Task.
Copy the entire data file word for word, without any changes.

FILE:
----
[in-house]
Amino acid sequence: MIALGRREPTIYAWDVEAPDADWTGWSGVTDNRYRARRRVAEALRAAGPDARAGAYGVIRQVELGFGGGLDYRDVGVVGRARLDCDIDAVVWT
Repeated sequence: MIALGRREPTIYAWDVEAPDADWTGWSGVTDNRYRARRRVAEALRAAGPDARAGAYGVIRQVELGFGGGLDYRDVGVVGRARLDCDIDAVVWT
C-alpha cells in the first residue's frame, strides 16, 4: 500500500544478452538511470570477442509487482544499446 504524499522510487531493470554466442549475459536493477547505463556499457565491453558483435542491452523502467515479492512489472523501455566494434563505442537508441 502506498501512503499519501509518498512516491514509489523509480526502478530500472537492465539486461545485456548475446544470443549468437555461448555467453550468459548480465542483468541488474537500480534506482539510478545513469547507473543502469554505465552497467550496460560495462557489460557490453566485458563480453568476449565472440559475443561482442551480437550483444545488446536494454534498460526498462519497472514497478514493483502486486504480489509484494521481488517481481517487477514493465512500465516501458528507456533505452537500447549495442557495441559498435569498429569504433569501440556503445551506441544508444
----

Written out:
[in-house]
Amino acid sequence: MIALGRREPTIYAWDVEAPDADWTGWSGVTDNRYRARRRVAEALRAAGPDARAGAYGVIRQVELGFGGGLDYRDVGVVGRARLDCDIDAVVWT
Repeated sequence: MIALGRREPTIYAWDVEAPDADWTGWSGVTDNRYRARRRVAEALRAAGPDARAGAYGVIRQVELGFGGGLDYRDVGVVGRARLDCDIDAVVWT
C-alpha cells in the first residue's frame, strides 16, 4: 500500500544478452538511470570477442509487482544499446 504524499522510487531493470554466442549475459536493477547505463556499457565491453558483435542491452523502467515479492512489472523501455566494434563505442537508441 502506498501512503499519501509518498512516491514509489523509480526502478530500472537492465539486461545485456548475446544470443549468437555461448555467453550468459548480465542483468541488474537500480534506482539510478545513469547507473543502469554505465552497467550496460560495462557489460557490453566485458563480453568476449565472440559475443561482442551480437550483444545488446536494454534498460526498462519497472514497478514493483502486486504480489509484494521481488517481481517487477514493465512500465516501458528507456533505452537500447549495442557495441559498435569498429569504433569501440556503445551506441544508444